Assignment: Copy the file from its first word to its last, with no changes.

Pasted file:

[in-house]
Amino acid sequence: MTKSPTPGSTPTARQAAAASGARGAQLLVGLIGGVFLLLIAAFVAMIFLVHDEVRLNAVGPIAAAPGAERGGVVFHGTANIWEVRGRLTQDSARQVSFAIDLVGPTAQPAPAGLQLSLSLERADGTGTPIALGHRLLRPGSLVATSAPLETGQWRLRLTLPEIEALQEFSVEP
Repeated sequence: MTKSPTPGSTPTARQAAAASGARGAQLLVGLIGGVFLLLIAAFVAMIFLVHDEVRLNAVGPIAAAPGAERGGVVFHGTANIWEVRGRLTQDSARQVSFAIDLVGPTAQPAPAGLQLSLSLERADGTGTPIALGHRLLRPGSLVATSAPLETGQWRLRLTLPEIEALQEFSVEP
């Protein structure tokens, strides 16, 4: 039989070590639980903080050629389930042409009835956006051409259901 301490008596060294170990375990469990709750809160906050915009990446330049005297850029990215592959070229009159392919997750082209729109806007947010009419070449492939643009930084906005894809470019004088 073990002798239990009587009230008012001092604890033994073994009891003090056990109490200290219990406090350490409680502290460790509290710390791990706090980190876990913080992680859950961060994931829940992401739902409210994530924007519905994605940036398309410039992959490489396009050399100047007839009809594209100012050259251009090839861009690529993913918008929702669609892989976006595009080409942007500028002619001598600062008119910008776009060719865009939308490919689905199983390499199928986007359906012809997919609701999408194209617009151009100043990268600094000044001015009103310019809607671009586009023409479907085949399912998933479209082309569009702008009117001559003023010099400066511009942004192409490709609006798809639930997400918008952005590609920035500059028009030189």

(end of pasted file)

[in-house]
Amino acid sequence: MTKSPTPGSTPTARQAAAASGARGAQLLVGLIGGVFLLLIAAFVAMIFLVHDEVRLNAVGPIAAAPGAERGGVVFHGTANIWEVRGRLTQDSARQVSFAIDLVGPTAQPAPAGLQLSLSLERADGTGTPIALGHRLLRPGSLVATSAPLETGQWRLRLTLPEIEALQEFSVEP
Repeated sequence: MTKSPTPGSTPTARQAAAASGARGAQLLVGLIGGVFLLLIAAFVAMIFLVHDEVRLNAVGPIAAAPGAERGGVVFHGTANIWEVRGRLTQDSARQVSFAIDLVGPTAQPAPAGLQLSLSLERADGTGTPIALGHRLLRPGSLVATSAPLETGQWRLRLTLPEIEALQEFSVEP
């Protein structure tokens, strides 16, 4: 039989070590639980903080050629389930042409009835956006051409259901 301490008596060294170990375990469990709750809160906050915009990446330049005297850029990215592959070229009159392919997750082209729109806007947010009419070449492939643009930084906005894809470019004088 073990002798239990009587009230008012001092604890033994073994009891003090056990109490200290219990406090350490409680502290460790509290710390791990706090980190876990913080992680859950961060994931829940992401739902409210994530924007519905994605940036398309410039992959490489396009050399100047007839009809594209100012050259251009090839861009690529993913918008929702669609892989976006595009080409942007500028002619001598600062008119910008776009060719865009939308490919689905199983390499199928986007359906012809997919609701999408194209617009151009100043990268600094000044001015009103310019809607671009586009023409479907085949399912998933479209082309569009702008009117001559003023010099400066511009942004192409490709609006798809639930997400918008952005590609920035500059028009030189």